A jagged, fissured promontory of conglomerate sandstone overlooks a gorge in Jackson County, Ohio. I have made a few trips to this scenic southeastern county in the last week or so, for various purposes, and on each visit took time to inspect some rocks.
The delicate little beauty above is mountain spleenwort, Asplenium montanum. You'll have to inspect craggy sandstone cliffs to find it. With a toughness belying its fragile appearance, mountain spleenwort lodges itself in the smallest of crannies, deriving sustenance from the meager soil that collects in such places.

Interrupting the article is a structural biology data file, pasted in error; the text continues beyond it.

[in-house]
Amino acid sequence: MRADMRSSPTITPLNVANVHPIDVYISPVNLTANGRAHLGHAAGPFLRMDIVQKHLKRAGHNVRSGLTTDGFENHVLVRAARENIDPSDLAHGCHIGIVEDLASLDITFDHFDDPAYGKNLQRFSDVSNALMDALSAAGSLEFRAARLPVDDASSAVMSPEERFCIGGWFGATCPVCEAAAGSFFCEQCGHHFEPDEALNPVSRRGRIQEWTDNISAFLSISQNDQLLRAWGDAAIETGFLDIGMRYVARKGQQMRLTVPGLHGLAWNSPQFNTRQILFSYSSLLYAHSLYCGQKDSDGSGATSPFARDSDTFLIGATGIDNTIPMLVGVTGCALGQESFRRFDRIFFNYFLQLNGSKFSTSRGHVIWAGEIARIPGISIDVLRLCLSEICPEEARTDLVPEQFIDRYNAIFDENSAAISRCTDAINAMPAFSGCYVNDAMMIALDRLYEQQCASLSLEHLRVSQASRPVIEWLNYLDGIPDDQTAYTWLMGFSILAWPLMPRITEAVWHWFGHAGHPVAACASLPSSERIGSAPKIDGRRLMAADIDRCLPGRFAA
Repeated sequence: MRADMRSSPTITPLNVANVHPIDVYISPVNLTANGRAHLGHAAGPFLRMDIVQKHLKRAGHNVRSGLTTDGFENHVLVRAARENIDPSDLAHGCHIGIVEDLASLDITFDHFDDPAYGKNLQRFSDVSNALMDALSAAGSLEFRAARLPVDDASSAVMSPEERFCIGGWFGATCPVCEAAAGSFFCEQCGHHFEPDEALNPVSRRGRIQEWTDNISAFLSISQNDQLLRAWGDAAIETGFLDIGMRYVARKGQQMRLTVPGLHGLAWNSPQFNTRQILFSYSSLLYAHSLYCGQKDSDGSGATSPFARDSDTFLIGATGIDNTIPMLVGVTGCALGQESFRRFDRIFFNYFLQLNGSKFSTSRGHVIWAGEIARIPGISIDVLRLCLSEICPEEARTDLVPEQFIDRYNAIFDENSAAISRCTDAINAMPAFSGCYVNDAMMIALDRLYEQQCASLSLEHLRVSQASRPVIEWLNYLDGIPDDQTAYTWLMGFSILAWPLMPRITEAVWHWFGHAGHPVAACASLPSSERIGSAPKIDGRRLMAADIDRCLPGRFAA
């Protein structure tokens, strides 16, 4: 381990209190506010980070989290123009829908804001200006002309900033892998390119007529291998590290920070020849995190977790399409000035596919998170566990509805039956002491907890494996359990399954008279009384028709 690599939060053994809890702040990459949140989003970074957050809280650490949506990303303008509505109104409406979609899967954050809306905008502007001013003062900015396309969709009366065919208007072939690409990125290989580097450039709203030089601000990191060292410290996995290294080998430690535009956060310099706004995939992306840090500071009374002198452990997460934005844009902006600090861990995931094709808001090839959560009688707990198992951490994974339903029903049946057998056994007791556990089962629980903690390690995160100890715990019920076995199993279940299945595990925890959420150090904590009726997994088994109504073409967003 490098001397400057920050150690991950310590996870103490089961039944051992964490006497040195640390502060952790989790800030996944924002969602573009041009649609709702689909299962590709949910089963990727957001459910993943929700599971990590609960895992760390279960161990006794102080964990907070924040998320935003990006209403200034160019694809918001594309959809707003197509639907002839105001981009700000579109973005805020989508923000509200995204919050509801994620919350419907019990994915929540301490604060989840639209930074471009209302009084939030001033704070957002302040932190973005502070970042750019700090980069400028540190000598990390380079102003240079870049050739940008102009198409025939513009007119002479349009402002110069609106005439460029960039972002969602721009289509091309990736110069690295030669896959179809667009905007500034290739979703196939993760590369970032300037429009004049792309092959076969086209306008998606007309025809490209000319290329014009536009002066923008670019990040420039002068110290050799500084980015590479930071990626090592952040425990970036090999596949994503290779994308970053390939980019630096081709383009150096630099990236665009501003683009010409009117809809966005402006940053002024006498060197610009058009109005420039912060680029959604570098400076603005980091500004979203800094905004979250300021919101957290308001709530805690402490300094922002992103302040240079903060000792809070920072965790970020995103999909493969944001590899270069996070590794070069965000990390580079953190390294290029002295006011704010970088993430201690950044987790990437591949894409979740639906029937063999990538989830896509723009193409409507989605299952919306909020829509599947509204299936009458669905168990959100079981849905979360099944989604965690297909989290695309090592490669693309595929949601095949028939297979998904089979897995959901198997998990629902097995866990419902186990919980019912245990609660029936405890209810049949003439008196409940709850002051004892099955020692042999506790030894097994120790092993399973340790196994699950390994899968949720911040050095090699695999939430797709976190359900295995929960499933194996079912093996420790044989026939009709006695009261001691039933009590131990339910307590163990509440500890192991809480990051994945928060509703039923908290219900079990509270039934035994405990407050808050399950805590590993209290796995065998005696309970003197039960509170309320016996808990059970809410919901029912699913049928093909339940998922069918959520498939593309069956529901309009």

The fern world is fraught with cross-breeding. At least 21 hybrid combinations have been documented in Ohio alone. The spleenworts are among the worst of the lot when it comes to fidelity to their species. The eight spleenwort species known from Ohio are augmented and confused by six different hybrid combinations.
But it's this rampant infidelity that adds another layer of interest to our most ancient lineages of plants.